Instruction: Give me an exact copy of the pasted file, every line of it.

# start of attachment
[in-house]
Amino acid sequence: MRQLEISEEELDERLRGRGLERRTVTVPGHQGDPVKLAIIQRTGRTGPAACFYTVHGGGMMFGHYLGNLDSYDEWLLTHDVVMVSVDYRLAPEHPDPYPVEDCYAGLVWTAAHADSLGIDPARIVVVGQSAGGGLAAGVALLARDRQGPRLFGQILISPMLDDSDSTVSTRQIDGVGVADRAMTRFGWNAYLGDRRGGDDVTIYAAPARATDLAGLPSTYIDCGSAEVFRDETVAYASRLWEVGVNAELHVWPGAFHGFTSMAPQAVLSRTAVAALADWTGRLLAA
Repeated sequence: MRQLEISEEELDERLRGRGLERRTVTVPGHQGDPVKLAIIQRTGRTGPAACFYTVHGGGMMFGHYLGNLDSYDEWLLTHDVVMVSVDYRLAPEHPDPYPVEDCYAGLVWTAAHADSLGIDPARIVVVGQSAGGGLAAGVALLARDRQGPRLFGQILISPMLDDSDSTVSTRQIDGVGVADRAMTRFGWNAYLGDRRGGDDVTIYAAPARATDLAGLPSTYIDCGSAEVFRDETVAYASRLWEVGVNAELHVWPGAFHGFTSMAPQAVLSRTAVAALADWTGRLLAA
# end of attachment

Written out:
[in-house]
Amino acid sequence: MRQLEISEEELDERLRGRGLERRTVTVPGHQGDPVKLAIIQRTGRTGPAACFYTVHGGGMMFGHYLGNLDSYDEWLLTHDVVMVSVDYRLAPEHPDPYPVEDCYAGLVWTAAHADSLGIDPARIVVVGQSAGGGLAAGVALLARDRQGPRLFGQILISPMLDDSDSTVSTRQIDGVGVADRAMTRFGWNAYLGDRRGGDDVTIYAAPARATDLAGLPSTYIDCGSAEVFRDETVAYASRLWEVGVNAELHVWPGAFHGFTSMAPQAVLSRTAVAALADWTGRLLAA
Repeated sequence: MRQLEISEEELDERLRGRGLERRTVTVPGHQGDPVKLAIIQRTGRTGPAACFYTVHGGGMMFGHYLGNLDSYDEWLLTHDVVMVSVDYRLAPEHPDPYPVEDCYAGLVWTAAHADSLGIDPARIVVVGQSAGGGLAAGVALLARDRQGPRLFGQILISPMLDDSDSTVSTRQIDGVGVADRAMTRFGWNAYLGDRRGGDDVTIYAAPARATDLAGLPSTYIDCGSAEVFRDETVAYASRLWEVGVNAELHVWPGAFHGFTSMAPQAVLSRTAVAALADWTGRLLAA